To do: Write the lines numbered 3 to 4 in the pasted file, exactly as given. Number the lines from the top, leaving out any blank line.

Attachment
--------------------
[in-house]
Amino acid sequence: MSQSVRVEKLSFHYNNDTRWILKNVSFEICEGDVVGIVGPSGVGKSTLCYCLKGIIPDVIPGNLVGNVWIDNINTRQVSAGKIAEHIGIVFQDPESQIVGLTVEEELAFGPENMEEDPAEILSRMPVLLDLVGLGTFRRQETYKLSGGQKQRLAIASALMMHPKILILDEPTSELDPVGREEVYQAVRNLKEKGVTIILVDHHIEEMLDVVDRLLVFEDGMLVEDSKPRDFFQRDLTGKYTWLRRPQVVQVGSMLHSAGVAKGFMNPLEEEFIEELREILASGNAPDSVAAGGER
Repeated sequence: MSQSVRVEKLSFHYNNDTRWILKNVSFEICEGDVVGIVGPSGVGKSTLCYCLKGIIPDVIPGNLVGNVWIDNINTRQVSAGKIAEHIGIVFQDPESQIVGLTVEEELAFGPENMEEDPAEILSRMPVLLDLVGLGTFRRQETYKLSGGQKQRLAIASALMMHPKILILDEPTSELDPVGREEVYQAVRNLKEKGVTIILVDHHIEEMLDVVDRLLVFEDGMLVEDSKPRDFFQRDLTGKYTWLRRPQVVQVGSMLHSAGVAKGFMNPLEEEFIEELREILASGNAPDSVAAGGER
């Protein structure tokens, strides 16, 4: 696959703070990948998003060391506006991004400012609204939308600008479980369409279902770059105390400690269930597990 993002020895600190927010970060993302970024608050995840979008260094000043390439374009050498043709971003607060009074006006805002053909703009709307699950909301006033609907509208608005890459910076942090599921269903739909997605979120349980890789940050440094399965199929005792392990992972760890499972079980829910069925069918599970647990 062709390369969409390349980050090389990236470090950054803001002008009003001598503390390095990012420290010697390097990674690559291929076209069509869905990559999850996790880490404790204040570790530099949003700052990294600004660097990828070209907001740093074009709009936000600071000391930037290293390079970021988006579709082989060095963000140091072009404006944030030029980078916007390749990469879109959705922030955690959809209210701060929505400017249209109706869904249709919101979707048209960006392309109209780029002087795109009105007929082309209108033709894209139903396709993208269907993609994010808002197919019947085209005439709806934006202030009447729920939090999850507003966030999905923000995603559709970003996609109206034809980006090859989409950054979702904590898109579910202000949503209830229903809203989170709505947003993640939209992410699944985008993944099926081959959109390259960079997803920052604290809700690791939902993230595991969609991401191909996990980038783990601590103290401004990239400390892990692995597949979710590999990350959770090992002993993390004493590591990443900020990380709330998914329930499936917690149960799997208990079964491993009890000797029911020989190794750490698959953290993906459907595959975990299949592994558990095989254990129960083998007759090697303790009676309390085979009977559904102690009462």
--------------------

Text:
Repeated sequence: MSQSVRVEKLSFHYNNDTRWILKNVSFEICEGDVVGIVGPSGVGKSTLCYCLKGIIPDVIPGNLVGNVWIDNINTRQVSAGKIAEHIGIVFQDPESQIVGLTVEEELAFGPENMEEDPAEILSRMPVLLDLVGLGTFRRQETYKLSGGQKQRLAIASALMMHPKILILDEPTSELDPVGREEVYQAVRNLKEKGVTIILVDHHIEEMLDVVDRLLVFEDGMLVEDSKPRDFFQRDLTGKYTWLRRPQVVQVGSMLHSAGVAKGFMNPLEEEFIEELREILASGNAPDSVAAGGER
């Protein structure tokens, strides 16, 4: 696959703070990948998003060391506006991004400012609204939308600008479980369409279902770059105390400690269930597990 993002020895600190927010970060993302970024608050995840979008260094000043390439374009050498043709971003607060009074006006805002053909703009709307699950909301006033609907509208608005890459910076942090599921269903739909997605979120349980890789940050440094399965199929005792392990992972760890499972079980829910069925069918599970647990 062709390369969409390349980050090389990236470090950054803001002008009003001598503390390095990012420290010697390097990674690559291929076209069509869905990559999850996790880490404790204040570790530099949003700052990294600004660097990828070209907001740093074009709009936000600071000391930037290293390079970021988006579709082989060095963000140091072009404006944030030029980078916007390749990469879109959705922030955690959809209210701060929505400017249209109706869904249709919101979707048209960006392309109209780029002087795109009105007929082309209108033709894209139903396709993208269907993609994010808002197919019947085209005439709806934006202030009447729920939090999850507003966030999905923000995603559709970003996609109206034809980006090859989409950054979702904590898109579910202000949503209830229903809203989170709505947003993640939209992410699944985008993944099926081959959109390259960079997803920052604290809700690791939902993230595991969609991401191909996990980038783990601590103290401004990239400390892990692995597949979710590999990350959770090992002993993390004493590591990443900020990380709330998914329930499936917690149960799997208990079964491993009890000797029911020989190794750490698959953290993906459907595959975990299949592994558990095989254990129960083998007759090697303790009676309390085979009977559904102690009462």